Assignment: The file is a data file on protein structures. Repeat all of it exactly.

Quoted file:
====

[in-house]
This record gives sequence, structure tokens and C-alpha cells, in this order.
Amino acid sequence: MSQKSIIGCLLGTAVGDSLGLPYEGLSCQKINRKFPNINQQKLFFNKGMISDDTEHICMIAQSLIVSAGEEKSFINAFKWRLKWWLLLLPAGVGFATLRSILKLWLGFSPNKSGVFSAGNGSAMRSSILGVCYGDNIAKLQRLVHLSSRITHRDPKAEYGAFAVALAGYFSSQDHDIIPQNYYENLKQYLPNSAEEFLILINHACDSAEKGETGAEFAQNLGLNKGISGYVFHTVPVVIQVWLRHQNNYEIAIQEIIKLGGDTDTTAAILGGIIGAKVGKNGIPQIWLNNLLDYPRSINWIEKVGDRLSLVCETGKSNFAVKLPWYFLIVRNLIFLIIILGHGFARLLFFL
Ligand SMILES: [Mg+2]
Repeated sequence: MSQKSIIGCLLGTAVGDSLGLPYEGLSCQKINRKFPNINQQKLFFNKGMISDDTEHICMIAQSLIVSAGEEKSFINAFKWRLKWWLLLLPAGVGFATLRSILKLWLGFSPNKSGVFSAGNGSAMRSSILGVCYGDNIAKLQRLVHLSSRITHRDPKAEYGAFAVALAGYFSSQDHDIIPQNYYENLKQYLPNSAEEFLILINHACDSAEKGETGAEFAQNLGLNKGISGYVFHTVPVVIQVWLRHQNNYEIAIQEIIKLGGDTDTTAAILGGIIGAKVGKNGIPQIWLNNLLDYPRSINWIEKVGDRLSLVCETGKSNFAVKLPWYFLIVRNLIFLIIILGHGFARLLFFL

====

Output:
[in-house]
This record gives sequence, structure tokens and C-alpha cells, in this order.
Amino acid sequence: MSQKSIIGCLLGTAVGDSLGLPYEGLSCQKINRKFPNINQQKLFFNKGMISDDTEHICMIAQSLIVSAGEEKSFINAFKWRLKWWLLLLPAGVGFATLRSILKLWLGFSPNKSGVFSAGNGSAMRSSILGVCYGDNIAKLQRLVHLSSRITHRDPKAEYGAFAVALAGYFSSQDHDIIPQNYYENLKQYLPNSAEEFLILINHACDSAEKGETGAEFAQNLGLNKGISGYVFHTVPVVIQVWLRHQNNYEIAIQEIIKLGGDTDTTAAILGGIIGAKVGKNGIPQIWLNNLLDYPRSINWIEKVGDRLSLVCETGKSNFAVKLPWYFLIVRNLIFLIIILGHGFARLLFFL
Ligand SMILES: [Mg+2]
Repeated sequence: MSQKSIIGCLLGTAVGDSLGLPYEGLSCQKINRKFPNINQQKLFFNKGMISDDTEHICMIAQSLIVSAGEEKSFINAFKWRLKWWLLLLPAGVGFATLRSILKLWLGFSPNKSGVFSAGNGSAMRSSILGVCYGDNIAKLQRLVHLSSRITHRDPKAEYGAFAVALAGYFSSQDHDIIPQNYYENLKQYLPNSAEEFLILINHACDSAEKGETGAEFAQNLGLNKGISGYVFHTVPVVIQVWLRHQNNYEIAIQEIIKLGGDTDTTAAILGGIIGAKVGKNGIPQIWLNNLLDYPRSINWIEKVGDRLSLVCETGKSNFAVKLPWYFLIVRNLIFLIIILGHGFARLLFFL